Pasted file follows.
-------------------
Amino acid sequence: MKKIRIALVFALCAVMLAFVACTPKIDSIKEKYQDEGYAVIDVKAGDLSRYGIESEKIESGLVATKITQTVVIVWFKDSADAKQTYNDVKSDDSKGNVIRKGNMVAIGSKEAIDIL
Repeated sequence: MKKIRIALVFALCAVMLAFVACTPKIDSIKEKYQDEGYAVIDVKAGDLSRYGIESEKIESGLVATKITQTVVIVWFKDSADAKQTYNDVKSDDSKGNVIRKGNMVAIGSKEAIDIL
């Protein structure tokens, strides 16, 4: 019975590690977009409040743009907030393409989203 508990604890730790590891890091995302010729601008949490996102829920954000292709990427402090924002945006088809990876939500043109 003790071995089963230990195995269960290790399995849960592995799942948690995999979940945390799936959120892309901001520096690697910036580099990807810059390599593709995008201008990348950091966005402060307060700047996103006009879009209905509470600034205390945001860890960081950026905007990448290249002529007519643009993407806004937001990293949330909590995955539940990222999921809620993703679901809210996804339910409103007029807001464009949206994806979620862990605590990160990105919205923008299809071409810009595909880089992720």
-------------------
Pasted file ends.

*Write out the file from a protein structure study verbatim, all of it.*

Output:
Amino acid sequence: MKKIRIALVFALCAVMLAFVACTPKIDSIKEKYQDEGYAVIDVKAGDLSRYGIESEKIESGLVATKITQTVVIVWFKDSADAKQTYNDVKSDDSKGNVIRKGNMVAIGSKEAIDIL
Repeated sequence: MKKIRIALVFALCAVMLAFVACTPKIDSIKEKYQDEGYAVIDVKAGDLSRYGIESEKIESGLVATKITQTVVIVWFKDSADAKQTYNDVKSDDSKGNVIRKGNMVAIGSKEAIDIL
């Protein structure tokens, strides 16, 4: 019975590690977009409040743009907030393409989203 508990604890730790590891890091995302010729601008949490996102829920954000292709990427402090924002945006088809990876939500043109 003790071995089963230990195995269960290790399995849960592995799942948690995999979940945390799936959120892309901001520096690697910036580099990807810059390599593709995008201008990348950091966005402060307060700047996103006009879009209905509470600034205390945001860890960081950026905007990448290249002529007519643009993407806004937001990293949330909590995955539940990222999921809620993703679901809210996804339910409103007029807001464009949206994806979620862990605590990160990105919205923008299809071409810009595909880089992720």